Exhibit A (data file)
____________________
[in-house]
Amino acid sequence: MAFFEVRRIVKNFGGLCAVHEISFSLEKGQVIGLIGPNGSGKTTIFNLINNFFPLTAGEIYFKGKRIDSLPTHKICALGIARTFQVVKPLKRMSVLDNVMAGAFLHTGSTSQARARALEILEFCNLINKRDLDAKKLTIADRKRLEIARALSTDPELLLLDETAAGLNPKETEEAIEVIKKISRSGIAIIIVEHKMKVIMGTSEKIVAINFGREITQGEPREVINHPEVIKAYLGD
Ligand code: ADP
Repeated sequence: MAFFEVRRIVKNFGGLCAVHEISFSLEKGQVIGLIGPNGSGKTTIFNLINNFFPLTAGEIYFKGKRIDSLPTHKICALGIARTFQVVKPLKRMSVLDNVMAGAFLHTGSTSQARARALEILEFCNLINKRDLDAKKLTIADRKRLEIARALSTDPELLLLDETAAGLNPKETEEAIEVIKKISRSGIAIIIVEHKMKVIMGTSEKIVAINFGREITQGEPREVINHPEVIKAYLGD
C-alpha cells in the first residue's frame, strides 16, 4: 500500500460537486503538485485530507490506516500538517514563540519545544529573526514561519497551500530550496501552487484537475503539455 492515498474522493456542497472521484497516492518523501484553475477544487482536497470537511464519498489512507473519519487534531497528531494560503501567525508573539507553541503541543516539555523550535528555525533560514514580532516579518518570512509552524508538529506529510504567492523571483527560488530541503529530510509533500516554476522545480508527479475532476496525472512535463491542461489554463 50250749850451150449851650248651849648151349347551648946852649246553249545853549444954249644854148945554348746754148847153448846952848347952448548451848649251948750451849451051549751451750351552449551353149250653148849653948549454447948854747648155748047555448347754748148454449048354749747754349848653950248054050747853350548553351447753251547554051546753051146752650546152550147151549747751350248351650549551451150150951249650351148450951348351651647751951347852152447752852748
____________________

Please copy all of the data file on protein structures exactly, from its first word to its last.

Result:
[in-house]
Amino acid sequence: MAFFEVRRIVKNFGGLCAVHEISFSLEKGQVIGLIGPNGSGKTTIFNLINNFFPLTAGEIYFKGKRIDSLPTHKICALGIARTFQVVKPLKRMSVLDNVMAGAFLHTGSTSQARARALEILEFCNLINKRDLDAKKLTIADRKRLEIARALSTDPELLLLDETAAGLNPKETEEAIEVIKKISRSGIAIIIVEHKMKVIMGTSEKIVAINFGREITQGEPREVINHPEVIKAYLGD
Ligand code: ADP
Repeated sequence: MAFFEVRRIVKNFGGLCAVHEISFSLEKGQVIGLIGPNGSGKTTIFNLINNFFPLTAGEIYFKGKRIDSLPTHKICALGIARTFQVVKPLKRMSVLDNVMAGAFLHTGSTSQARARALEILEFCNLINKRDLDAKKLTIADRKRLEIARALSTDPELLLLDETAAGLNPKETEEAIEVIKKISRSGIAIIIVEHKMKVIMGTSEKIVAINFGREITQGEPREVINHPEVIKAYLGD
C-alpha cells in the first residue's frame, strides 16, 4: 500500500460537486503538485485530507490506516500538517514563540519545544529573526514561519497551500530550496501552487484537475503539455 492515498474522493456542497472521484497516492518523501484553475477544487482536497470537511464519498489512507473519519487534531497528531494560503501567525508573539507553541503541543516539555523550535528555525533560514514580532516579518518570512509552524508538529506529510504567492523571483527560488530541503529530510509533500516554476522545480508527479475532476496525472512535463491542461489554463 50250749850451150449851650248651849648151349347551648946852649246553249545853549444954249644854148945554348746754148847153448846952848347952448548451848649251948750451849451051549751451750351552449551353149250653148849653948549454447948854747648155748047555448347754748148454449048354749747754349848653950248054050747853350548553351447753251547554051546753051146752650546152550147151549747751350248351650549551451150150951249650351148450951348351651647751951347852152447752852748